EDITOR'S NOTE APPENDEDEvery unhappy family, Tolstoy famously observed, is unhappy in its own way. One could make a similar observation about nations--that when it comes to the state of ethnic relations, each has its own unhappy story. If that is not exactly a source of comfort, it does provide a measure of reassurance that the violence sweeping through France in the last two weeks is not necessarily a harbinger of what awaits the rest of Europe. Though other European nations are struggling to absorb fast-growing populations of ethnic minorities, other nations are not France--a point forcefully made by David Lammy, a rising young star in the British Parliament who represents the most diverse neighborhood in London.Lammy, also England's minister of Culture, was born in 1972 to immigrant parents from Guyana. He was barely a teenager, in 1985, when riots broke out in Tottenham, the North London community he serves and where he then lived. In those days, recalls Lammy, to be a young...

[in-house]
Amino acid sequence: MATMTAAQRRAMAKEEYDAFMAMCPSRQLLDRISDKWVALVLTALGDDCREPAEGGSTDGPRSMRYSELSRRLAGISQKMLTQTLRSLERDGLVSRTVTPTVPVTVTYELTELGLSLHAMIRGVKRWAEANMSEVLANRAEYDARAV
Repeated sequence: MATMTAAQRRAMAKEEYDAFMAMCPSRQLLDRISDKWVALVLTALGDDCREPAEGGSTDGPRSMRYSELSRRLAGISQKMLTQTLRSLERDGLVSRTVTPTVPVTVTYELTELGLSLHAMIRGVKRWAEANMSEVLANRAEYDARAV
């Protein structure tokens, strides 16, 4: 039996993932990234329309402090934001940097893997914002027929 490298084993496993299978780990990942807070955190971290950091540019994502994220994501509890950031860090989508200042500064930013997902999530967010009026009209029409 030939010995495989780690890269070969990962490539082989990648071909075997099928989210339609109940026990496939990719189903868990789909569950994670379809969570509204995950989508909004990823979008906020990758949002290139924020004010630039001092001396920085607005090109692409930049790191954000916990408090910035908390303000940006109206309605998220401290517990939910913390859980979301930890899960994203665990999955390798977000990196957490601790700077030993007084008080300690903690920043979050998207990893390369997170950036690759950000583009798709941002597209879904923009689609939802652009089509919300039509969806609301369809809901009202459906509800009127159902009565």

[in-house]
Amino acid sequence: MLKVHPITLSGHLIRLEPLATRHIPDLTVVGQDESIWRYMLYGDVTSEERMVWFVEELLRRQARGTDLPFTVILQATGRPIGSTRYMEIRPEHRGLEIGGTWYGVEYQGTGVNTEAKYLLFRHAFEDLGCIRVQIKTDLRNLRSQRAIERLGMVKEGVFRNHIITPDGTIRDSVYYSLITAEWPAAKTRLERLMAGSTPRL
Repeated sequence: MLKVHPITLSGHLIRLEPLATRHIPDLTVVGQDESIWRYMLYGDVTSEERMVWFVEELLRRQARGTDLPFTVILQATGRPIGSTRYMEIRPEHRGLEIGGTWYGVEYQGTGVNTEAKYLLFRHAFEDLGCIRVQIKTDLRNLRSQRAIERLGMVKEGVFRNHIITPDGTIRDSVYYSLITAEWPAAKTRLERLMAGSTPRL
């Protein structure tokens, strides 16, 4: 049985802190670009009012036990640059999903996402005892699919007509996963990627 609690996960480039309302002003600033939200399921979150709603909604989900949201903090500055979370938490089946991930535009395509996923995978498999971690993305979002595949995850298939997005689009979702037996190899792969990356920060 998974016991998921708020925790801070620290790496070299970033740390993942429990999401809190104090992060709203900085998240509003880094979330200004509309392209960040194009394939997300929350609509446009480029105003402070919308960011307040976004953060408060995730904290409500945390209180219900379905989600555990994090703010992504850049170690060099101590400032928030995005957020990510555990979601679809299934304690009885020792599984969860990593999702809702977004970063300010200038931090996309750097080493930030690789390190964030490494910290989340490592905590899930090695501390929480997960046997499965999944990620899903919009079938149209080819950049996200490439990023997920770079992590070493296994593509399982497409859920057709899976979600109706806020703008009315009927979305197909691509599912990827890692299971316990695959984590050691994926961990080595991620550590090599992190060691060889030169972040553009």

• A Legend's Soul Is Rested

    CORRECTION APPENDEDFor most of America, she was not quite real--more an icon than a full-fledged human being. And Rosa Parks understood that better than anyone. "I understand I am a symbol," Parks wrote in 1992. She died last Monday at the age of 92; but she ascended to the realm of legend long ago. A weary seamstress on a bus in Montgomery, Ala., in 1955 refused to stand so a white man could sit, ushering in the age of equality. So goes the "children's version of the civil-rights movement," in the words of author Diane McWhorter. The complete story is considerably less child friendly. It would include at least a reference to Thomas Edward Brooks, a 21-year-old black soldier who got on a Montgomery bus in 1950. Brooks made the mistake of entering through the front door instead of the back. For that, as authors Donnie Williams and Wayne Greenhaw relate in "The Thunder of Angels," a policeman bashed him on the head with a billy club and shot him dead. At least two other black men were...
  • The Press: A Mighty Shield